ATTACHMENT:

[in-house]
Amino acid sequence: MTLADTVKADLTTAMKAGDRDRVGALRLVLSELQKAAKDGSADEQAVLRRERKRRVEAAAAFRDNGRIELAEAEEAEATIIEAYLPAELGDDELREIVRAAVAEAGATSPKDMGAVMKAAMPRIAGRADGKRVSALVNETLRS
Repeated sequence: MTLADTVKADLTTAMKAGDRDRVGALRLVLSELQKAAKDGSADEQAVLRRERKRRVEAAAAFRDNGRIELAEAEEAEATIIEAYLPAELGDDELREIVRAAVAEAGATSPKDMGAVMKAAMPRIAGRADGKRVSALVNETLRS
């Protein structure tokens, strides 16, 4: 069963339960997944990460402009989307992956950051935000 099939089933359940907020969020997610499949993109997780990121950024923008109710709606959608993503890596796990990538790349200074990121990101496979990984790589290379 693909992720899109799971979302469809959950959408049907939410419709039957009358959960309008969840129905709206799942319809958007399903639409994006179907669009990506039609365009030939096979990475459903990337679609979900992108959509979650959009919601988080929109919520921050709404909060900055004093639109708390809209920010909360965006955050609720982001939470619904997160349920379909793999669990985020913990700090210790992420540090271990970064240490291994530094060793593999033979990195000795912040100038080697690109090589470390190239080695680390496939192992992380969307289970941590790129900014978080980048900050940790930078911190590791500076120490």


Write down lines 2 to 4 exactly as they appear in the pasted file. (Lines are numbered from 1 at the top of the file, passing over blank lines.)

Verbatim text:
Amino acid sequence: MTLADTVKADLTTAMKAGDRDRVGALRLVLSELQKAAKDGSADEQAVLRRERKRRVEAAAAFRDNGRIELAEAEEAEATIIEAYLPAELGDDELREIVRAAVAEAGATSPKDMGAVMKAAMPRIAGRADGKRVSALVNETLRS
Repeated sequence: MTLADTVKADLTTAMKAGDRDRVGALRLVLSELQKAAKDGSADEQAVLRRERKRRVEAAAAFRDNGRIELAEAEEAEATIIEAYLPAELGDDELREIVRAAVAEAGATSPKDMGAVMKAAMPRIAGRADGKRVSALVNETLRS
């Protein structure tokens, strides 16, 4: 069963339960997944990460402009989307992956950051935000 099939089933359940907020969020997610499949993109997780990121950024923008109710709606959608993503890596796990990538790349200074990121990101496979990984790589290379 693909992720899109799971979302469809959950959408049907939410419709039957009358959960309008969840129905709206799942319809958007399903639409994006179907669009990506039609365009030939096979990475459903990337679609979900992108959509979650959009919601988080929109919520921050709404909060900055004093639109708390809209920010909360965006955050609720982001939470619904997160349920379909793999669990985020913990700090210790992420540090271990970064240490291994530094060793593999033979990195000795912040100038080697690109090589470390190239080695680390496939192992992380969307289970941590790129900014978080980048900050940790930078911190590791500076120490």